Hartnett is right, and yet so, so wrong on the tax gap, for which he’s the main culprit

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The Telegraph reported yesterday that:

People who receive cash-in-hand payments for goods and services are harming the economy, according to HM Revenue & Customs (HMRC) most senior taxman Dave Hartnett.

Speaking to the Daily Telegraph, he criticised tradesmen and other workers who try to get out of paying tax by asking for their payment in cash and said there will be a crackdown to catch individuals who do so from April 2012 onwards.

Mr Hartnett claimed evading VAT or income tax is 'diddling' the economy and will lead to further cuts for things like hospitals and schools.

"Tax provides the funding to run the country: hospitals, schools and everything else. Every time someone pays cash in order not to pay VAT, the nation gets diddled," he remarked.

Of course Hartnett is right: the tax gap, about which I have campaigned for years, and which I forced (via the TUC) onto HMRC's agenda and in turn into national debate,  is of course a major factor in the management of the deficit. Given that the gap is £120 billion that has to be true.
But let's be clear, welcome as Hartnett's recognition of this obvious fact is, he has ultimate responsibility for the fact that the gap is this big for two reasons.
First of all, he's denied the size of the gap, persistently - and the propaganda his department put out under his direction about how small the gap supposedly is in his view has been used by him and his colleagues to leave this matter alone and to deny its significance. HMRC say the tax gap is just £35 billion right now (see the table, here). The numbers are grossly inaccurate for reasons I explain here, here and at length here. The consequence is obvious: too little attention has been paid to the issue and that is because HMRC worked persistently to hide its own incompetence to hide the fact.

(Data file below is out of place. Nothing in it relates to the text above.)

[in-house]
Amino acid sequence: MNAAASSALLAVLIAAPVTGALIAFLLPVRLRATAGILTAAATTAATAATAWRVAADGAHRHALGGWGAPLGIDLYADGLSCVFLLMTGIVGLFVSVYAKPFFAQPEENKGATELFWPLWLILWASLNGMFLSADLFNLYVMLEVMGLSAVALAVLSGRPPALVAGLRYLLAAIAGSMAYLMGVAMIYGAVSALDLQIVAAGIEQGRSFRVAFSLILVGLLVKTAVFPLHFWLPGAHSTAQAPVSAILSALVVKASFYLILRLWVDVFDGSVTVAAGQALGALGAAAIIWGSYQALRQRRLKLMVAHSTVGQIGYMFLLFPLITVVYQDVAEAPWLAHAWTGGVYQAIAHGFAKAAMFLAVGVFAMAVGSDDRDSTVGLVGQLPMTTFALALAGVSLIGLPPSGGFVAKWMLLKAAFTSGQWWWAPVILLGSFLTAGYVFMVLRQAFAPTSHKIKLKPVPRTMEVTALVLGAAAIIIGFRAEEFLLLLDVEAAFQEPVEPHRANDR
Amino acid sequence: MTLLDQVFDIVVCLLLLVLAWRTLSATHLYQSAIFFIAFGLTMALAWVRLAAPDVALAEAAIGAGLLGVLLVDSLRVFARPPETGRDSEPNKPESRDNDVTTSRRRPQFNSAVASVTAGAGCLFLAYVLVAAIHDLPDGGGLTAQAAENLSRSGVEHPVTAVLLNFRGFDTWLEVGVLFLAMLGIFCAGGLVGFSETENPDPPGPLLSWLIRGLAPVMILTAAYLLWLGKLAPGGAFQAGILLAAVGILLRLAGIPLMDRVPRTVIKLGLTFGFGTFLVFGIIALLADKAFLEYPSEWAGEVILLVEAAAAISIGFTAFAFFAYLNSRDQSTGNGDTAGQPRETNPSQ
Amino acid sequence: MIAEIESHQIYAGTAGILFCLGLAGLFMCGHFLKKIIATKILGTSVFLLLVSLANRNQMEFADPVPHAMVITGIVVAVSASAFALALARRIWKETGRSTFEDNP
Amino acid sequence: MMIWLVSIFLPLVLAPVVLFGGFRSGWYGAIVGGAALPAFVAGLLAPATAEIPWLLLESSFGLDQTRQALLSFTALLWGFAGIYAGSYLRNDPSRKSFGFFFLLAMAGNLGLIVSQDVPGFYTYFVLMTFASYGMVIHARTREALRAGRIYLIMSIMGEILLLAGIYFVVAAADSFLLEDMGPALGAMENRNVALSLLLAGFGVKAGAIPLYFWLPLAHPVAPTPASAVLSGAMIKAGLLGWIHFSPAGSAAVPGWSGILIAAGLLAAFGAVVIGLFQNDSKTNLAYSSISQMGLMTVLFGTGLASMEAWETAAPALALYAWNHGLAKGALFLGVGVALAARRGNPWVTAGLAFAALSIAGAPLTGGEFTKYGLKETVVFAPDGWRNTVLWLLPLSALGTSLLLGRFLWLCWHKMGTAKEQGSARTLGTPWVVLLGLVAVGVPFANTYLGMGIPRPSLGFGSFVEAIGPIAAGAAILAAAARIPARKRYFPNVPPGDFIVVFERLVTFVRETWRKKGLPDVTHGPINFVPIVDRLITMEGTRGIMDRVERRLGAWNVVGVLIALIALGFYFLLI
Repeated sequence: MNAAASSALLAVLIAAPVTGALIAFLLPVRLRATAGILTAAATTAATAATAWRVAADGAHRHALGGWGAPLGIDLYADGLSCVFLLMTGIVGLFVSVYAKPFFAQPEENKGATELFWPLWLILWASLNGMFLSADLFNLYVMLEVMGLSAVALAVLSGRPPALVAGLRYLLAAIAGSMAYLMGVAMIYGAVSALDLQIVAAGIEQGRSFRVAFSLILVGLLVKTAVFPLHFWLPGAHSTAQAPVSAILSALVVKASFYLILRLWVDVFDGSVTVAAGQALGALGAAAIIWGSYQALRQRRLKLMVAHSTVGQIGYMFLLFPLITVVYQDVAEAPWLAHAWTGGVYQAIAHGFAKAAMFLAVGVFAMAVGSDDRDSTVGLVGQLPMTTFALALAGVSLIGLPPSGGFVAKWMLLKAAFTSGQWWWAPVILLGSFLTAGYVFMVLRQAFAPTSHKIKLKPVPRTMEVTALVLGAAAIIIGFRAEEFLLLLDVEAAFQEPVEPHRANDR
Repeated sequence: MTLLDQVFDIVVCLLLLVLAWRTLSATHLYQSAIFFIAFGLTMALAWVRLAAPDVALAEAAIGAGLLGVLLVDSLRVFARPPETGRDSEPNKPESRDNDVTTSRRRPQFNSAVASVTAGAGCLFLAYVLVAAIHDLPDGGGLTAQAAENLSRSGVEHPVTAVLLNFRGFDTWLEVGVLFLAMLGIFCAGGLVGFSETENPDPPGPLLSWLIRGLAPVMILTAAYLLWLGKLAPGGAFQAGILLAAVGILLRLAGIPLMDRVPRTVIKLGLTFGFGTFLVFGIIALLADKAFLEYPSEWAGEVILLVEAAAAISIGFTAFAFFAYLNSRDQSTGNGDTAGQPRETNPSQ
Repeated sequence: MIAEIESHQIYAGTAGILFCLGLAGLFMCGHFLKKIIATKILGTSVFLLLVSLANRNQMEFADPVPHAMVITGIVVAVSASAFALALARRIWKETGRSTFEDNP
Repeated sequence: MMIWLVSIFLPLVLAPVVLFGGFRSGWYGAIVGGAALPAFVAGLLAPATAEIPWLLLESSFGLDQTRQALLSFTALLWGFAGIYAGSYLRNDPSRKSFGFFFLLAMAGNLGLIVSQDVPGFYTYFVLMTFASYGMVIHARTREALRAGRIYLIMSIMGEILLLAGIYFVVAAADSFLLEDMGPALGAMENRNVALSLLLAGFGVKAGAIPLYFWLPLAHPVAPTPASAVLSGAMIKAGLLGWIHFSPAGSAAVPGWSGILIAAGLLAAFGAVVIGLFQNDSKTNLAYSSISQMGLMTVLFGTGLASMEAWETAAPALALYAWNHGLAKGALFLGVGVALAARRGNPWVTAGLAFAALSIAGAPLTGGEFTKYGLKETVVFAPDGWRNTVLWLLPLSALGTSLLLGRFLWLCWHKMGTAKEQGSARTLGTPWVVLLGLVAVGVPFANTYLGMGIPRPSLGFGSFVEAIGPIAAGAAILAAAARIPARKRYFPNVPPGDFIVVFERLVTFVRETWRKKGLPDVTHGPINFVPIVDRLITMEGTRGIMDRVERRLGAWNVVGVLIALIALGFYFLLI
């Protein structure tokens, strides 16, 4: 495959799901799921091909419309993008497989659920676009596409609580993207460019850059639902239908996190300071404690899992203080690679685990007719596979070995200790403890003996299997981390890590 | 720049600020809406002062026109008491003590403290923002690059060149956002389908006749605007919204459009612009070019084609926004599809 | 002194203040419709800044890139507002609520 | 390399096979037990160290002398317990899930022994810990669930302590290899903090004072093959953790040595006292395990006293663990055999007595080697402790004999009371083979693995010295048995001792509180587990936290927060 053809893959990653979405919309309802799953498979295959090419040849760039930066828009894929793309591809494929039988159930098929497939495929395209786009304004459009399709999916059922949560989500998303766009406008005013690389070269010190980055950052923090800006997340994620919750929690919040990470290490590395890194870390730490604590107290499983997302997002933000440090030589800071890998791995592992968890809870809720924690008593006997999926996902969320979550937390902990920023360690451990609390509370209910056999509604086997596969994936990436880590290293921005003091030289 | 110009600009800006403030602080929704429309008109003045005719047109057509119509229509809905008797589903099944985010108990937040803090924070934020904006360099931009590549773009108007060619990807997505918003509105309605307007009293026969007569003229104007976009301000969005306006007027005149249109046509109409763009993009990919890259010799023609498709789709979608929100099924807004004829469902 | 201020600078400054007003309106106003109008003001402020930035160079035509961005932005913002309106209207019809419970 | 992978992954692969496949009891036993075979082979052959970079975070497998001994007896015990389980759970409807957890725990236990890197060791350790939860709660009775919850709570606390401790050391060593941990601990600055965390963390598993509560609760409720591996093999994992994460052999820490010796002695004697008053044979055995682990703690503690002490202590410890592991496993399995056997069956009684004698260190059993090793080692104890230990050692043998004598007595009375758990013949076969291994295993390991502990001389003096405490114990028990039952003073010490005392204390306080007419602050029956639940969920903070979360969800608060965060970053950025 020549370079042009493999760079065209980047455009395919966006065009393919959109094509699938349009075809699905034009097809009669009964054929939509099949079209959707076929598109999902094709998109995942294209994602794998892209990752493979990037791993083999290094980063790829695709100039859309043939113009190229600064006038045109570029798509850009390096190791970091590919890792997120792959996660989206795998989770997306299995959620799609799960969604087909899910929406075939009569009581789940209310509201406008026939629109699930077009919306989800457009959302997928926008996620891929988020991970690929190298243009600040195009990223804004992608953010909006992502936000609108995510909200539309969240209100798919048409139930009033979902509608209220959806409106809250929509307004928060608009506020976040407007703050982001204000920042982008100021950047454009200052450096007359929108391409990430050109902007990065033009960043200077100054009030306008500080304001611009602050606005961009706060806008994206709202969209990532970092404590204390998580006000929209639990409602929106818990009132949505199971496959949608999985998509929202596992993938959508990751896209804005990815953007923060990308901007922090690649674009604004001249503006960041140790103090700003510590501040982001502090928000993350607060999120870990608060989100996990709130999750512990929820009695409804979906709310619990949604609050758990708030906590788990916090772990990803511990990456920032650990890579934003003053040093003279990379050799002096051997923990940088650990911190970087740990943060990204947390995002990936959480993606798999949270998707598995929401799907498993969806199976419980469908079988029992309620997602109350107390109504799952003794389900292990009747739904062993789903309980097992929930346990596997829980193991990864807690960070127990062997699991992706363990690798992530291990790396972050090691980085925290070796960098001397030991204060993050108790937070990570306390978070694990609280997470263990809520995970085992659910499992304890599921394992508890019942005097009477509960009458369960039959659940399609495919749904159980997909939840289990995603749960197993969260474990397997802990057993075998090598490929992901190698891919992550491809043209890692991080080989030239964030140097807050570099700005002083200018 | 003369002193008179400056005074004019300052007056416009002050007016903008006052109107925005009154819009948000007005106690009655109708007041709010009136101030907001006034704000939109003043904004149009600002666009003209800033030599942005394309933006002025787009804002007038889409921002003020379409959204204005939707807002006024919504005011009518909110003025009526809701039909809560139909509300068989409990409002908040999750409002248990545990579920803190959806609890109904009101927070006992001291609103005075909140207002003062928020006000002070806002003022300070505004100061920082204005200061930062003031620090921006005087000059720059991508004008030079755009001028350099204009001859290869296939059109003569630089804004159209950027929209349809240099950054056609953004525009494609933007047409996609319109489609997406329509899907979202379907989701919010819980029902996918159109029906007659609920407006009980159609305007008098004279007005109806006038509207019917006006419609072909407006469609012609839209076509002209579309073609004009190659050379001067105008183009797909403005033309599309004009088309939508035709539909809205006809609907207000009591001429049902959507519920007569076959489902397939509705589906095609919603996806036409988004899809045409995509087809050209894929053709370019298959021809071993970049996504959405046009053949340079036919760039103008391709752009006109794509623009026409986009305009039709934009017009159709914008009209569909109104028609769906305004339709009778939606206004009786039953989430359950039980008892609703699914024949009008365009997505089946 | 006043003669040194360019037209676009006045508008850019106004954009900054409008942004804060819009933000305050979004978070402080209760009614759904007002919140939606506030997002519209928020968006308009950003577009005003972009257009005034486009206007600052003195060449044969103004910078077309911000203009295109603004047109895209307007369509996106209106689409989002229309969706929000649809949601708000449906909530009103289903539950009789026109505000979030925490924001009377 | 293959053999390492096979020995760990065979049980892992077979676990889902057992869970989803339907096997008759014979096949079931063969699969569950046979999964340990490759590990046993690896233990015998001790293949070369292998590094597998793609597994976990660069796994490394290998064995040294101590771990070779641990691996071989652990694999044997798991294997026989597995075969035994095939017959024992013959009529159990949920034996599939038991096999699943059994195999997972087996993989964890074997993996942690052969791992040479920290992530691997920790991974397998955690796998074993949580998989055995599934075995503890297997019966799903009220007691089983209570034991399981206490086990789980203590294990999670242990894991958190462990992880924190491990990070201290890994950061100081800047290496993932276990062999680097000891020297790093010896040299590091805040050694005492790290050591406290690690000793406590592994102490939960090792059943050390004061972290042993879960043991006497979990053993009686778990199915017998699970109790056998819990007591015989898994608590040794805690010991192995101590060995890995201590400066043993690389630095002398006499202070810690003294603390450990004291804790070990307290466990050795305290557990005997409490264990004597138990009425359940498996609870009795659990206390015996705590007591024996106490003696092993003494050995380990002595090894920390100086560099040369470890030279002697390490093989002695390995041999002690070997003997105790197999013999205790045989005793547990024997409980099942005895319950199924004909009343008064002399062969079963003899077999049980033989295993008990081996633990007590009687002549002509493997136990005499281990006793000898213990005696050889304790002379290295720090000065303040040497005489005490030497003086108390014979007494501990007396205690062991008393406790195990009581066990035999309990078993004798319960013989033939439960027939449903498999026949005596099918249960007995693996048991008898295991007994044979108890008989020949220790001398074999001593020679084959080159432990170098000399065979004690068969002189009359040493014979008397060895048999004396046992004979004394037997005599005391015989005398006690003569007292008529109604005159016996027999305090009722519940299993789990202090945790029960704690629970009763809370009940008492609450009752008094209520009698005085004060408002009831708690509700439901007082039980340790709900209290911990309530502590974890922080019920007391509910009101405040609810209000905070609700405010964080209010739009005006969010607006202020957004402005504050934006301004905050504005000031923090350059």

Second, using the incorrect data his department produced Hartnett justified reducing the staff in HMRC. The numbers will fall from 100,000 in 2005 to about 50,000 in 2015. And like it or not collecting criminals requires human activity to detect and prove the crime. Tax evasion is a crime and there aren't enough people now employed to detect much of it - so the tax gap has grown. Hartnett is responsible for that. And we see the result in cuts in services, pensions, disability living allowances, education, health, defence and so much more.
So sure, Hartnett's right - people should not pay in cash knowing the cash will not be declared to tax authorities. But the biggest culprit by far in the creation of the massive UK tax gap that threatens our pubic services is Hartnett himself - and he's just trying to deflect the truth by making the claims he's now seeking to make in valedictory effort to justify his actions.